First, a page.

Currency was a 4% headwind and organic revenue declined 2%. The organic decline reflects a lower level of OE shipments and replacement pumps. Segment income was $10 million and margins declined 120 points to 7.2%, reflecting an unfavorable revenue mix as compared to the prior year. Organic revenues declined 16%, primarily due to a lower level of midstream valve and pump orders, particularly in North America.

To a lesser extent, aftermarket orders also declined year over year. As Marc noted, we are seeing positive quote and bid activity in Q2 related largely to North American midstream opportunities. And we believe we are positioned to win in this market. Overall, we believe oil and gas markets are healthy and anticipate a higher level of quarterly orders as the year progresses, and we remain focused on committed to serving our customers at a high level through this strategic transformation.

Wrapping up the segment results with industrial. Q1 revenue was $182 million, up 2% year over year. Currency was a 4% headwind. Organic growth of 6% was led by our mixer, dehydration and hydraulic product lines.

Segment income was $27 million, up 32% year over year. And margins expanded 350 points to 14.9%. The improved profitability was largely driven by leverage on the organic growth. Also note that last year's results included a $3 million repair charge on a large mixer in China.

On that note, I want to highlight the work our mixer team did in responding to that customer issue, designing an alternative solution and staying close to the customer throughout the process to ensure a successful outcome. Organic orders grew 2%, driven by strong double-digit growth in mixers and heat exchangers, and mid-single-digit order growth for hydraulic tools. This growth more than offset the decline in pump orders. José has built a strong, talented commercial team in our industrial segment that has driven high-quality growth across the product lines.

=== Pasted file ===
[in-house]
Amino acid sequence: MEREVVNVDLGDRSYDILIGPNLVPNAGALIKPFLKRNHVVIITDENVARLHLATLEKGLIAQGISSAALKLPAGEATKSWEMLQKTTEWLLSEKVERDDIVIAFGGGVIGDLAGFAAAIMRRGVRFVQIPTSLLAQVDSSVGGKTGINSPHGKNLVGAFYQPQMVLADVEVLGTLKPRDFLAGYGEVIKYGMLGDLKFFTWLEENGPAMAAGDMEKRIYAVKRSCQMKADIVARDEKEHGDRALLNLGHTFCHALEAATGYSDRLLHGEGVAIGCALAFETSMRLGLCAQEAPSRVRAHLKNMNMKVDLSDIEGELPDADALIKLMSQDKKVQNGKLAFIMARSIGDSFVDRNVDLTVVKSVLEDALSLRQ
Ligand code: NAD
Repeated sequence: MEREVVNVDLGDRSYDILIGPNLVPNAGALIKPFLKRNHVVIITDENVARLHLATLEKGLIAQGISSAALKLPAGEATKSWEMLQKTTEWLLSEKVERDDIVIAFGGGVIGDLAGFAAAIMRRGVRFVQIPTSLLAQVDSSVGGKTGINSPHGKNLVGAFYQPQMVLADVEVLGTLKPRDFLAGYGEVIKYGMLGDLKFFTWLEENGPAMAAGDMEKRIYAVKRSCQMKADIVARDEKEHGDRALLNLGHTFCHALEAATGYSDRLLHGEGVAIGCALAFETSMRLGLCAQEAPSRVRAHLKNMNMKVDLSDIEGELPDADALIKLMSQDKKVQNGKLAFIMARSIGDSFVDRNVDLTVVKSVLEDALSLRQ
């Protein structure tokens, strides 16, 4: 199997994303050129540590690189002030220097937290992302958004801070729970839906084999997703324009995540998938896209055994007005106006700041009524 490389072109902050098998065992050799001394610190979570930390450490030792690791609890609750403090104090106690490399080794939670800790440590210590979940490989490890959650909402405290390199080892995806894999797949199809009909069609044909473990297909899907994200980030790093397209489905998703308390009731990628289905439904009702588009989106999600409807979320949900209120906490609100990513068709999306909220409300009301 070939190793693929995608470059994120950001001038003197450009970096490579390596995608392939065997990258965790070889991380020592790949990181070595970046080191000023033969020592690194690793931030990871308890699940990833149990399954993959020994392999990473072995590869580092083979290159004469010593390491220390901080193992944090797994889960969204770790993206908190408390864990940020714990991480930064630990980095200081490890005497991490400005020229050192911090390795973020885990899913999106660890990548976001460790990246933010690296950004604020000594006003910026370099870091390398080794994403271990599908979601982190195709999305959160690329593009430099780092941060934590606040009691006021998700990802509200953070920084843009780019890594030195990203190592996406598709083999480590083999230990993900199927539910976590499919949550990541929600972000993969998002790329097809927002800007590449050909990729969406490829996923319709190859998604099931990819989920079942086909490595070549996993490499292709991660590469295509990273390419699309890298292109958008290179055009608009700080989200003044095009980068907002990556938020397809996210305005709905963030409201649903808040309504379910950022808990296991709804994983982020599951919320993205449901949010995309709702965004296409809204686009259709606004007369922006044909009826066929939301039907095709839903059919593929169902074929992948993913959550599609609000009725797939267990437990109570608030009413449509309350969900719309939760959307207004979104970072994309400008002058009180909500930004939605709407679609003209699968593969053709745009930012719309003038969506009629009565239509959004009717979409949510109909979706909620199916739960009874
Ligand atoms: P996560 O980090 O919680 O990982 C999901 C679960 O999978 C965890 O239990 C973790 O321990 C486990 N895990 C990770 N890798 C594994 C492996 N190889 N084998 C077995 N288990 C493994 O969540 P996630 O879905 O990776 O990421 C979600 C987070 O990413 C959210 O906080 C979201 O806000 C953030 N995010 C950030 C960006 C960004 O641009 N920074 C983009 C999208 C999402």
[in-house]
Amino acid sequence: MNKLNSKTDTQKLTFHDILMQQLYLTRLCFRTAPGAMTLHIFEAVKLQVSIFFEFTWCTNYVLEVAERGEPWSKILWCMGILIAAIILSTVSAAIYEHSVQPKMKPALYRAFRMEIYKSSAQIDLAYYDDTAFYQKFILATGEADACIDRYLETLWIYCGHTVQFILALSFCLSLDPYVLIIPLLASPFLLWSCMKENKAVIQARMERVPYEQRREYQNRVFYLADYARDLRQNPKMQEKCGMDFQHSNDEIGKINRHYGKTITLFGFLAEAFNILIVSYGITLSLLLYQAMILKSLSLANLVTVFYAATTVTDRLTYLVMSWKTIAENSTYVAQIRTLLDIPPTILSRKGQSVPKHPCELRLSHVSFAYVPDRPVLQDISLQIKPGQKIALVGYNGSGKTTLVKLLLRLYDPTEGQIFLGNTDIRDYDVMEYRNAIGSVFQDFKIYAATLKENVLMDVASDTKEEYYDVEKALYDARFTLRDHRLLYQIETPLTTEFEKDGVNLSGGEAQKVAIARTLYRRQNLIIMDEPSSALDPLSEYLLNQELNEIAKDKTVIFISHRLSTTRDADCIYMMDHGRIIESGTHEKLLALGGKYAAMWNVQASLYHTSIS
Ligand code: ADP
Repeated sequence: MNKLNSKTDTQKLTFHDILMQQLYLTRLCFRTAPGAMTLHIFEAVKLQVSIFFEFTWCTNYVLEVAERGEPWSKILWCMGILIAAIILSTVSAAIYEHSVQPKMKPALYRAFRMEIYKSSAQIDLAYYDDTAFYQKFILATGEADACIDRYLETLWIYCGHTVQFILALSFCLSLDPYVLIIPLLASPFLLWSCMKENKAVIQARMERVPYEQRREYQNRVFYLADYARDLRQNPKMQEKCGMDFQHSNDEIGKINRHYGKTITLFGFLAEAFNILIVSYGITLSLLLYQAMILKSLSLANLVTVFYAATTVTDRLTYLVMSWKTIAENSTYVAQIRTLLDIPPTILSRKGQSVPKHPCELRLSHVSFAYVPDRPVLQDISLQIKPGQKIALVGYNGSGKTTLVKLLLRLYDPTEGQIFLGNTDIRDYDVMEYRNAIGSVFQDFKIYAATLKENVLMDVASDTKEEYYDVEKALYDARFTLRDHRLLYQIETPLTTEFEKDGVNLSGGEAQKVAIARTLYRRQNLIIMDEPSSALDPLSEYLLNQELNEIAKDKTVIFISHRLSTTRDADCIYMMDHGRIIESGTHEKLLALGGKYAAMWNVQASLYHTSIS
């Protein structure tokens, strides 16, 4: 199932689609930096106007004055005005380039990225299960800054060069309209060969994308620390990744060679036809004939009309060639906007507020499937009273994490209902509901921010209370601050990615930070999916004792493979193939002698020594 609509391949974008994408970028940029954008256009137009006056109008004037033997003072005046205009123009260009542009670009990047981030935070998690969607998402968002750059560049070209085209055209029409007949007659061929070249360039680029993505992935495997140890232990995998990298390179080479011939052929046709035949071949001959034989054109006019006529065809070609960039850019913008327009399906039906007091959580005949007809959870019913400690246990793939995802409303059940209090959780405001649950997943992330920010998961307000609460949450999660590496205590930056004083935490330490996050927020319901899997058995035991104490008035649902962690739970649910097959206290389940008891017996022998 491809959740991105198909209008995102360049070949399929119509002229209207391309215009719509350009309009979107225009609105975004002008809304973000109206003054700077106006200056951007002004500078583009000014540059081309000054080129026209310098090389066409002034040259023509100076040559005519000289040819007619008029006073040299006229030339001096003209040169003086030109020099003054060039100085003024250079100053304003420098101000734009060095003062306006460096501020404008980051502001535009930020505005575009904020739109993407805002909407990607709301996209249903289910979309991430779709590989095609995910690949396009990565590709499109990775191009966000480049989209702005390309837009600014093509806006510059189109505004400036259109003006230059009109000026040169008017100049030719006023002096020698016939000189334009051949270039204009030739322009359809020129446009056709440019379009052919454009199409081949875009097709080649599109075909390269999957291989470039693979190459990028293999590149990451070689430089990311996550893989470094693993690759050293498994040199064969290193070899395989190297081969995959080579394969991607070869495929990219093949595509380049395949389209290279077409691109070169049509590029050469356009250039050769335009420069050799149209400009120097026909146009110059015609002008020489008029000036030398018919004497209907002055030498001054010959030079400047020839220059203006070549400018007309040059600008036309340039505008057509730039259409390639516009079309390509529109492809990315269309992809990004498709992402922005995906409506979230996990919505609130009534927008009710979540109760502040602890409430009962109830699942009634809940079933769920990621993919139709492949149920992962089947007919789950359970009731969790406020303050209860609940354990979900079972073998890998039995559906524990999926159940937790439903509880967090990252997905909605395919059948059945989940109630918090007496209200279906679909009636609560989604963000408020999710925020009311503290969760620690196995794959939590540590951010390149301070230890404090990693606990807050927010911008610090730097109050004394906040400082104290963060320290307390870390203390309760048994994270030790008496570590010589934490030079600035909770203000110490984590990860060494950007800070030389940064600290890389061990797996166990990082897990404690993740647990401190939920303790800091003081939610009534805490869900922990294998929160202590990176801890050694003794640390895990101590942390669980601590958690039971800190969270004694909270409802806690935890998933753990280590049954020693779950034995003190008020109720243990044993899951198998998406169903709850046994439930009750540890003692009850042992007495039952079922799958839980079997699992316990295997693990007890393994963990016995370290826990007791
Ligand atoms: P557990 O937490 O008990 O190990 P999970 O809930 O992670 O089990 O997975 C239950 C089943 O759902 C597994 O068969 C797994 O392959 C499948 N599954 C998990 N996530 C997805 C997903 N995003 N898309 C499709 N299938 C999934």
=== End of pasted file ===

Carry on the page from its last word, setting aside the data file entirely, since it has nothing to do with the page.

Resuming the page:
As this team transitioned to Dwight's organization, we see ample opportunity for further growth and margin expansion. Taking a brief look at backlog. Q1 ending backlog was $917 million. The decline in backlog from prior period reflects the impact of our product line strategy, as well as the 5% organic growth we've delivered in consecutive quarters.

As we executed the large orders in backlog and remain selective on new opportunities, the quality of our backlog continues to improve and the mix is increasingly comprised of high-value component orders. Naturally, this approach is yielding a higher quality revenue profile, which we expect to materialize on our gross margin more prominently in the second half. It is also moving our business profile more heavily toward a short-cycle profile. Moving on to the guidance.

We are reaffirming our full year guidance this morning. Looking at our expectations for the second quarter. Broadly speaking, we expect Q2 to be very similar to Q1. We are targeting approximately $500 million of revenue and $55 million of segment income.

Note that approximately 80% of the revenue target was in our beginning Q2 backlog. Our EPS and EBITDA guidance is on an adjusted basis, and excludes restructuring expense and fees associated with the strategic actions. On this basis, we are targeting EPS between $0.41 and $0.53 per share, which assumes a 28% to 30% tax rate. And we expect EBITDA of about $55 million or approximately 11% of revenue.